The remains of a grand Upper Manhattan theater

Decayed, dingy, and partly obscured by a bodega sign, it’s easy to walk right by the former Hamilton Theatre and not have any idea of its hidden grandeur.

Built in 1913 by renowned theater architect Thomas W. Lamb, the Hamilton opened as a vaudeville house, entertaining residents of the rapidly booming upper Manhattan neighborhood now known as Hamilton Heights.

It was a startling beauty. “At the time, vaudeville was the most popular form of theater in the United States,” states the 2000 Landmarks Preservation Commission report designating it a city landmark.

“The Hamilton’s two neo-Renaissance style facades, facing Broadway and West 146th Street, are dominated by large, round-arched windows with centered oculi.”

“The upper stories feature cast-iron and terra cotta details including caryatids, brackets, and Corinthian engaged columns.”

By the 1920s, motion pictures nudged out vaudeville, and the Hamilton became an RKO movie theater in 1928.

It projected its last film in 1958, after which the building served as a sports arena, church, and disco.

Today the lobby of this stately palace has been carved up into retail outlets. Its grand theater, however, lies empty, as this ghostly photo from Cinema Treasures reveals.

Harlem Bespoke has recent news that one of the stores leasing retail space at the Hamilton is vacating the building. Maybe it’s time to restore the entire theater to its original loveliness?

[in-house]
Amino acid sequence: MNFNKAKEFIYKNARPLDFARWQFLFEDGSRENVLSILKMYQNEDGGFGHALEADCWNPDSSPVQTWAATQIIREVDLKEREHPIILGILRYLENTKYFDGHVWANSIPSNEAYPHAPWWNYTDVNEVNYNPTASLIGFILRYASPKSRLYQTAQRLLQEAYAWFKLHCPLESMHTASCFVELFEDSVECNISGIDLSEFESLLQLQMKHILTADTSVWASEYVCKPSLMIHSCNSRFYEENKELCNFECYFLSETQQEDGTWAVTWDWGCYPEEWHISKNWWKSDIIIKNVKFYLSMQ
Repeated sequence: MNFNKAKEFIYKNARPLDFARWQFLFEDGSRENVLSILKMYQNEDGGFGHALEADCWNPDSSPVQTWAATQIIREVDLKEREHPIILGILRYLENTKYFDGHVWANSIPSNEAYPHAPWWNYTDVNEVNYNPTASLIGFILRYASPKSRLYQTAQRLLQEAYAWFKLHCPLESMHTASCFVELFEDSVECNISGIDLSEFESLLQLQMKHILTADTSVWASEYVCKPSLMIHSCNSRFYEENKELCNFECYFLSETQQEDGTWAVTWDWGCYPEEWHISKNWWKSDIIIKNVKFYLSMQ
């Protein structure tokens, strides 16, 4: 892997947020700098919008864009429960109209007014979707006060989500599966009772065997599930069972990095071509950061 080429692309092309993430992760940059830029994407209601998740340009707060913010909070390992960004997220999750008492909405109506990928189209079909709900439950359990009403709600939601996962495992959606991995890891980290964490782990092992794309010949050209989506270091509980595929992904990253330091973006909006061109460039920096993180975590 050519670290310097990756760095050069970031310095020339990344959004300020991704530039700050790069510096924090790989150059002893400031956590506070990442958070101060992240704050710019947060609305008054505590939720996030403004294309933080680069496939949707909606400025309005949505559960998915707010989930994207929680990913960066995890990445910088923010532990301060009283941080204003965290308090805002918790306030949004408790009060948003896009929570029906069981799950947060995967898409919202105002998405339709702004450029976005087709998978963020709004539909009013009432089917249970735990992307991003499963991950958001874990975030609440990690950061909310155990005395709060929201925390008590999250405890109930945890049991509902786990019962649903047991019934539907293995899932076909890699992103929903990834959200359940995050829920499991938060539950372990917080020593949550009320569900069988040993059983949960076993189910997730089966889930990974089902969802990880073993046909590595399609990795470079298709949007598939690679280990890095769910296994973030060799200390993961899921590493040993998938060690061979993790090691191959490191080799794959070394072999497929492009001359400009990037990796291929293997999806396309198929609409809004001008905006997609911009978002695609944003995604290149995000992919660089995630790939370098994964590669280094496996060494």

[Top photo: Museum of the City of New York]

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3 Responses to “The remains of a grand Upper Manhattan theater”

  1. Benjamin Waldman Says:

    If you go inside you can currently see some remnants of the lobby (here are some photos i took http://untappedcities.com/newyork/2012/03/20/upper-broadways-forgotten-movie-theaters/) hopefully the new tenant will at the very least maintain the building in its current state

  2. wildnewyork Says:

    Cool, thanks for the link.

  3. New York New York Grand Says:

    [...] What remains of a grand Upper Manhattan theater – Ephemeral New … Decayed, dingy, and partly obscured by a bodega sign, it's easy to walk right by the former Hamilton Theatre and not have any idea of its hidden grandeur. Built in 1913 by renowned theater architect Thomas W. Lamb, the . [...]

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